Saturday morning I get up at 4:45, make some coffee, finish up baking brownie mix and pancake mix samples, milk the cow, finish loading up market stuff, get Maggie to milk goats, get everybody out the door to our respective markets by 7:30. Philip takes part of the gang to Daleville to Ikenberry's Orchard to set up. I go to Grandin Village Community Market in Roanoke, sending telepathic messages to the lights to please turn green, I really need the extra 4 minutes!
Market is a hopping time. We offer samples of our freshly milled whole grain breads and pizza crusts, brownie mix and pancakes. We educate people on the benefits of grinding your own grain, offer recipe ideas, chat and distribute milk to our herd shareholders. At packing up time we vendors cruise around and see what everyone has to barter. A couple of weeks ago the trout/berry guys came and offered blackberries for bread. Of course I said yes. Occasionally we barter bread or milk for veggies. Jon Smallwood of Star City Coffee always has delicious free-trade organic coffee beans for us and we give him milk, bread and meats. Today the Big Pine Trout Farm folks traded us 2 beautiful, fresh trout for milk and bread. Cole gave us tomatoes and peppers for a little loaf of spelt bread.
So much fun.
After a visit with a friend (that included a stop at Wine Gourmet for their Saturday afternoon wine and cheese tasting), I headed home. The garden was calling.
Green beans needed picking again. The tomatillos are going crazy. More spaghetti squash. Peppers are ripe. Tomatoes are getting ripe. The star performer in the garden right now is the yellow squash.
They are out of control.
We didn't even plant yellow squash.
These are volunteers from last year. Three plants came up in the side of the garden we didn't cultivate. They are growing along the fence, spreading over vast territory. I have to climb over weeds and a ditch to reach the plants. I had to get the wheelbarrow to haul all the pickings back to the house.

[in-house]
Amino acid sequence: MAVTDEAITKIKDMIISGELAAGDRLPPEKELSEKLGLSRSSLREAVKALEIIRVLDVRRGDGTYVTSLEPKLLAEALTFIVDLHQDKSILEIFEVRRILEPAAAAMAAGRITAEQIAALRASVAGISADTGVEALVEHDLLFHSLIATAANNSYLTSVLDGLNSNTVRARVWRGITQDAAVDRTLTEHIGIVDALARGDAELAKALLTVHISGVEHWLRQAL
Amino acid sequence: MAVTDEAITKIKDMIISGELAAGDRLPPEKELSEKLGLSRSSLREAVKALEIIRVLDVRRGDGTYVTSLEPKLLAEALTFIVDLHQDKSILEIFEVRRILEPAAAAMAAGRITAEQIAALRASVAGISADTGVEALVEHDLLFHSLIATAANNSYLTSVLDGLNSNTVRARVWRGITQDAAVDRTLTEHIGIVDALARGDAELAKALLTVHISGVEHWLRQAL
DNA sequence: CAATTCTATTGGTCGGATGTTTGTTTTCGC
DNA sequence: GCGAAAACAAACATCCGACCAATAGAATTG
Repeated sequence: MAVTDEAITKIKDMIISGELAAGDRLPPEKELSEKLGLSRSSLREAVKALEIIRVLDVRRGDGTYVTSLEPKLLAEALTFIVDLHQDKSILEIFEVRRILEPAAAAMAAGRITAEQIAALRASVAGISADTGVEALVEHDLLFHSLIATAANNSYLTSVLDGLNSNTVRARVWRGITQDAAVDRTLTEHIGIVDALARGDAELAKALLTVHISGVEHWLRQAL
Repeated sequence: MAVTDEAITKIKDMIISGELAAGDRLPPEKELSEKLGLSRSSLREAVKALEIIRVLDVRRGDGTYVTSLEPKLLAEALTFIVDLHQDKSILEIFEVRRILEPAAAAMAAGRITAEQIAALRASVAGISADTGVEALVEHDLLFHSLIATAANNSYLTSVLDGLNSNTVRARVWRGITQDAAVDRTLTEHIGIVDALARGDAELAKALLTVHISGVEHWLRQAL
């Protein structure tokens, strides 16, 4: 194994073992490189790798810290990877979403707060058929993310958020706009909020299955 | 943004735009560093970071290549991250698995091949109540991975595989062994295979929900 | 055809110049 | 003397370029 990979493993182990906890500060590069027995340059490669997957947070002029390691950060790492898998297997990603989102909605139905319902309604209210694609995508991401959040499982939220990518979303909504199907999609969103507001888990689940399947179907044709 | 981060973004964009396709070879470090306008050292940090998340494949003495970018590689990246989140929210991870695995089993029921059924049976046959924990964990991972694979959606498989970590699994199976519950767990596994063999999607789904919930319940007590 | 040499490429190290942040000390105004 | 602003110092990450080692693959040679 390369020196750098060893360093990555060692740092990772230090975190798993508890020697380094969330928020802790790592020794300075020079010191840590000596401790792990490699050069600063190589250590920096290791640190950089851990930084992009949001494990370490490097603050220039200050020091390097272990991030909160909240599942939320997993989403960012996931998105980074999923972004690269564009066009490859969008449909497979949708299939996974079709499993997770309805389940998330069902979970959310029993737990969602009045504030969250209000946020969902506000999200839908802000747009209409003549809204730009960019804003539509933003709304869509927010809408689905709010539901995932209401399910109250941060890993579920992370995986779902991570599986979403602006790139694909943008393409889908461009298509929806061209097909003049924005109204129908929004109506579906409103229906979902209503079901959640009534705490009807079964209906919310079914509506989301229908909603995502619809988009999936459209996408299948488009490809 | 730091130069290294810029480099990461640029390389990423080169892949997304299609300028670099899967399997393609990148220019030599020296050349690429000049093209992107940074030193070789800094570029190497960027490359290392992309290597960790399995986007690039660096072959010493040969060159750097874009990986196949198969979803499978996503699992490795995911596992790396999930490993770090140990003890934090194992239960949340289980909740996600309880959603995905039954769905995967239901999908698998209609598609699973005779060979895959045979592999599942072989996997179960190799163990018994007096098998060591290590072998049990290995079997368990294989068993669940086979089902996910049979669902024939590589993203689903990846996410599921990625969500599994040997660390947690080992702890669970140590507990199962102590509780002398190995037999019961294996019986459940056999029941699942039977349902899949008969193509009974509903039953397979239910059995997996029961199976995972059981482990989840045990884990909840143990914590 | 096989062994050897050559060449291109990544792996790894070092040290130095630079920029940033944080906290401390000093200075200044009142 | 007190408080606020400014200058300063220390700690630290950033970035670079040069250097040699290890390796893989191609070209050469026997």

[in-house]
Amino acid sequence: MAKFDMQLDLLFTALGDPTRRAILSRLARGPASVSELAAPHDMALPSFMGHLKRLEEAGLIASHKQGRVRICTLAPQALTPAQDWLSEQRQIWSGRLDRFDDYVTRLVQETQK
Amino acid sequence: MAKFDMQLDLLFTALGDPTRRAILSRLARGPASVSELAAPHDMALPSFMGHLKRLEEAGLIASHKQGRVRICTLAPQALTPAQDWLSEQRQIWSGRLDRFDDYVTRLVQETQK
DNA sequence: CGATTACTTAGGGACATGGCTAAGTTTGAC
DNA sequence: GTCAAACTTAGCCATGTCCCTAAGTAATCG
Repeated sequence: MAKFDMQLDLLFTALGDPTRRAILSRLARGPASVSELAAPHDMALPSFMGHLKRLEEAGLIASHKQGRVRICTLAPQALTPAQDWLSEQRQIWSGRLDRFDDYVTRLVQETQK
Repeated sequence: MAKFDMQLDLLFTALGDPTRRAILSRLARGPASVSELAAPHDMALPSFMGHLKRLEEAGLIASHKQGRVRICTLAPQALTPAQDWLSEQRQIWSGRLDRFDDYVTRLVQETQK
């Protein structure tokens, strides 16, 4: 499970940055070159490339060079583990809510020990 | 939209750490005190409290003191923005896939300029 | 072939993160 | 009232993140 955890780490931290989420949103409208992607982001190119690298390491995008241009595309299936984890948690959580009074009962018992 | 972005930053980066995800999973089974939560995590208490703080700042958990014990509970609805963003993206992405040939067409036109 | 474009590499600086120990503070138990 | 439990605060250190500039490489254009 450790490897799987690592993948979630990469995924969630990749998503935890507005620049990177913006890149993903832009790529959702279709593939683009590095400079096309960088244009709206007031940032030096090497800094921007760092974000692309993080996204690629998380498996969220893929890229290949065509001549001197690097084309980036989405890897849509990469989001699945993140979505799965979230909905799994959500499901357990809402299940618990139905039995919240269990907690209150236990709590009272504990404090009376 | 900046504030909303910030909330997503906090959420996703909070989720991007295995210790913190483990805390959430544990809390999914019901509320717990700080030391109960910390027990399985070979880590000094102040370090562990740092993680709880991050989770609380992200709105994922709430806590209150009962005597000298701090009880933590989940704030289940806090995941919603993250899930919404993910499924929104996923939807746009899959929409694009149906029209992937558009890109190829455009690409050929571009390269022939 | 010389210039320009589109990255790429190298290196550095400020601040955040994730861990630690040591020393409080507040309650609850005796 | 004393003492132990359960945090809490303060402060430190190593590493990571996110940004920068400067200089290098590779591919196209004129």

What do you do with almost a bushel of yellow squash?
Well, we have potluck tomorrow after church. Guess what I am preparing? I think I will saute the squash in butter along with some onions and garlic. Add some chopped up chiles from the garden. Place it in a casserole. Mix up some of Coco's cream and eggs and garlic. Beat in some chevre or fromage blanc. Pour over the squash and bake til bubbly and golden. Maybe put some butter on top.
At least that is my plan.
I am thinking that there must be some spiritual lesson connected to this harvest of yellow squash, something about life never turns out exactly the way you think it will and sometimes the most fruitful things are things that came by grace, not by our effort. Or maybe if you aren't careful, things you throw out, like old overgrown squash, may someday take root, spread wildly and fill the world with yellow squash, a vegetable that many people, especially kids, don't even like.
Yellow squash. Can't barter it because every other farmer, neighbor, friend and enemy has their own yellow squash plant producing wildly. I could use it as a new form of child discipline. Bad attitudes, sassy mouths will be fed a ration of yellow squash. Breakfast, lunch and supper. If the offense is terribly horrible it could be boiled squash, no salt.
The other day we made fritters with grated yellow squash, ethiopian lentil powder (called shurro) and beaten eggs. That was yummy.
I like yellow squash. Really.
But tonight the girls and I had trout. Fresh trout from Big Pine Trout Farm in New Castle, just down the road from us. Trout fried up in a pan with butter. New potatoes from the garden, boiled in salt water, coated with butter. Green beans from the garden, sauteed in butter.
Not a piece of squash anywhere in sight. We gave thanks for our meal, savoring the cool evening breeze out on the deck. We prayed for our farmer friends, especially the trout farmer family, asking God to give them prosperous bounty. We are so thankful to be able to enjoy the amazing food produced by these other new friends. Thankful for all the hard work they put into their craft.
I think that the barter system makes us much more appreciative of our community and our food.
Surely there is someone out there who wants some yellow squash. I have some GREAT recipes! Wanna barter?